Symptoms of IBS

IBS, or irritable bowel syndrome, is a prevalent condition affecting approximately one in five individuals in the UK. Its symptoms can range significantly from person to person, necessitating a personalised treatment approach rather than a one-size-fits-all solution.

IBS Specialists as featured in the Guardian

What are the symptoms of IBS?

Guy with painful stomach ache

The symptoms of IBS can be debilitating and may be affecting your everyday life.

IBS is an extremely common condition and in the UK alone, it affects approximately 1 in 5 people.

The symptoms of IBS vary greatly from one person to another and will require a tailored treatment approach rather than a standard protocol or recommendations.

Unfortunately, IBS is a condition that is still poorly understood and diagnosing IBS can still be difficult as some symptoms can overlap with other conditions including inflammatory bowel disease or IBD.

In this article, I will explain what the symptoms of irritable bowel syndrome are.

According to the NHS the main symptoms of IBS are:


Stomach pain or cramps – usually worse after eating and better after having a bowel movement


Bloating – your tummy may feel uncomfortably full and swollen


Diarrhoea – you may have watery poo and sometimes need to poo suddenly


Constipation – you may strain when pooing and feel like you can’t empty your bowels fully

IBS can also cause:


Wind and flatulence and gas


Passing mucus from your bottom






Problems urinating – feeling the need to urinate frequently


Urgency to go to the toilet (Diarrhea or loose stools or normal stools)

These symptoms are not part of IBS and require medical attention:


Suddenly losing weight without any reason


Bleeding from your bottom or seeing blood in your stool


A hard lump in your stomach area and a lot of swelling in your tummy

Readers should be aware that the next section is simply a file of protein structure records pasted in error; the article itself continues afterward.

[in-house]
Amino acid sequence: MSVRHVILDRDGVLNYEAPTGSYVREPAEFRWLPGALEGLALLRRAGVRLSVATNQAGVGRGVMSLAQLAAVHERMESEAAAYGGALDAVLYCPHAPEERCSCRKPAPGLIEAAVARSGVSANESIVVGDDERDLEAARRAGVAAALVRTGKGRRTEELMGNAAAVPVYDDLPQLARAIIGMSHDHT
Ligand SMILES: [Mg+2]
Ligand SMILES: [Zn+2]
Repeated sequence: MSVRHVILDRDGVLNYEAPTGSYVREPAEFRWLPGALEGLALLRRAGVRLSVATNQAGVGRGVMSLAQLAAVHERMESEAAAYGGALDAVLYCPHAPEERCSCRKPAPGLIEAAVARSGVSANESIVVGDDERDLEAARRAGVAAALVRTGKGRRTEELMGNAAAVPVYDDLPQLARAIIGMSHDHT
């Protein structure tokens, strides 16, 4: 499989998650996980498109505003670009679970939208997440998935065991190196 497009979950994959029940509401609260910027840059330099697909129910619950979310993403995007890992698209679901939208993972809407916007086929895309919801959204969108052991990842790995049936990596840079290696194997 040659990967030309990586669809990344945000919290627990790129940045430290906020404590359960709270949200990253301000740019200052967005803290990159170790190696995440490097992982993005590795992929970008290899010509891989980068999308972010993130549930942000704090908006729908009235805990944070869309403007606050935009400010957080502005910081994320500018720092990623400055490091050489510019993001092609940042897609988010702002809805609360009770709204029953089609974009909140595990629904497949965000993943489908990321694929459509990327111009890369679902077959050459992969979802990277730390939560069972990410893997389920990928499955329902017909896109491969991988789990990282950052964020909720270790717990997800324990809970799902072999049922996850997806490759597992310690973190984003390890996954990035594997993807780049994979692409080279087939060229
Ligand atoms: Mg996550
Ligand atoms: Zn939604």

IBS-C: Constipation

50% of people with IBS suffer from constipation, this is known as IBS-C. Constipation is defined as having less than 3 bowel movements per week, however you should be having at least 1 bowel movement per day to ensure proper health. If you are suffering from constipation you may have a slow transit time and experience symptoms such as bloating, heaviness, headaches and sluggishness.

What causes IBS-C?

A slow transit time, food intolerances and ‘Small Intestinal Bacterial Overgrowth’ have been some of the leading cause of constipation for some or our patients we see at out clinic. We often run tests to see food intolerances if are culprits; often patients who have non- celiac gluten sensitivity do extremely well without-gluten. Small intestinal bacterial overgrowth can also be the culprit for constipation, particularly for patients who have an overgrowth of methane dominant bacteria. With IBS, your colon is more sensitive than normal. It can react to things like stress, bacteria, and even certain foods. You may want to consider seeing a nutritional therapist that can help identify ‘Fod Intolerances’ or bacterial overgrowth.

We see many patients who have incomplete bowel movements, often feeling that have not completely evacuated. In some cases, ‘Parasites’ have been the cause. We offer parasite testing at at our clinic.